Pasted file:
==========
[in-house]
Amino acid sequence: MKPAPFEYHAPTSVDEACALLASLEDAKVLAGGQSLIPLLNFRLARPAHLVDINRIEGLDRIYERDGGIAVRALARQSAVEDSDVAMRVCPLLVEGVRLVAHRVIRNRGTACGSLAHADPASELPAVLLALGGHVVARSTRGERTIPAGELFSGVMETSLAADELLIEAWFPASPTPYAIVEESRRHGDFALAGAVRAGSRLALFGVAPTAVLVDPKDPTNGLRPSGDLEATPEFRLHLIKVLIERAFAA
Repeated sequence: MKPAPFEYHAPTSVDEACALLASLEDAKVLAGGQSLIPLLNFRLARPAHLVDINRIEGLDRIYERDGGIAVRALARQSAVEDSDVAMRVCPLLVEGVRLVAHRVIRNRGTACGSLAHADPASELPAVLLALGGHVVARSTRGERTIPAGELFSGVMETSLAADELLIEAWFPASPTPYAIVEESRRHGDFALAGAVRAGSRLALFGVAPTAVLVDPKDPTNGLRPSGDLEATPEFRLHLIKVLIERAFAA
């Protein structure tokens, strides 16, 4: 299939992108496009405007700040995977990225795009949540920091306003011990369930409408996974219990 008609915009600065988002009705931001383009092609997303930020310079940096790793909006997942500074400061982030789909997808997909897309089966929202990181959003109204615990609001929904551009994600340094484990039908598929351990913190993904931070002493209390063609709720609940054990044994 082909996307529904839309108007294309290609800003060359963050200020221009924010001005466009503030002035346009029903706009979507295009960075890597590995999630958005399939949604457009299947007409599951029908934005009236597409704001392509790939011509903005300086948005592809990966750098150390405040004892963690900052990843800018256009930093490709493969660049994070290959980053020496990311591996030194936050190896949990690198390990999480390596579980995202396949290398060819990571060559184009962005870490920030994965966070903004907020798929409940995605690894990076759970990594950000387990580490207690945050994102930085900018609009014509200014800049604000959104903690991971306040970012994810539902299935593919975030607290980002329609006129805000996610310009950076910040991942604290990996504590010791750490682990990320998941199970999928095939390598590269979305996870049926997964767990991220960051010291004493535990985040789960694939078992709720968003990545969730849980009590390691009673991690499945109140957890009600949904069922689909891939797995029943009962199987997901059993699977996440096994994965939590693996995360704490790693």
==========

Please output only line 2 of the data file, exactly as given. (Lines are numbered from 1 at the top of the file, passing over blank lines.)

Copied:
Amino acid sequence: MKPAPFEYHAPTSVDEACALLASLEDAKVLAGGQSLIPLLNFRLARPAHLVDINRIEGLDRIYERDGGIAVRALARQSAVEDSDVAMRVCPLLVEGVRLVAHRVIRNRGTACGSLAHADPASELPAVLLALGGHVVARSTRGERTIPAGELFSGVMETSLAADELLIEAWFPASPTPYAIVEESRRHGDFALAGAVRAGSRLALFGVAPTAVLVDPKDPTNGLRPSGDLEATPEFRLHLIKVLIERAFAA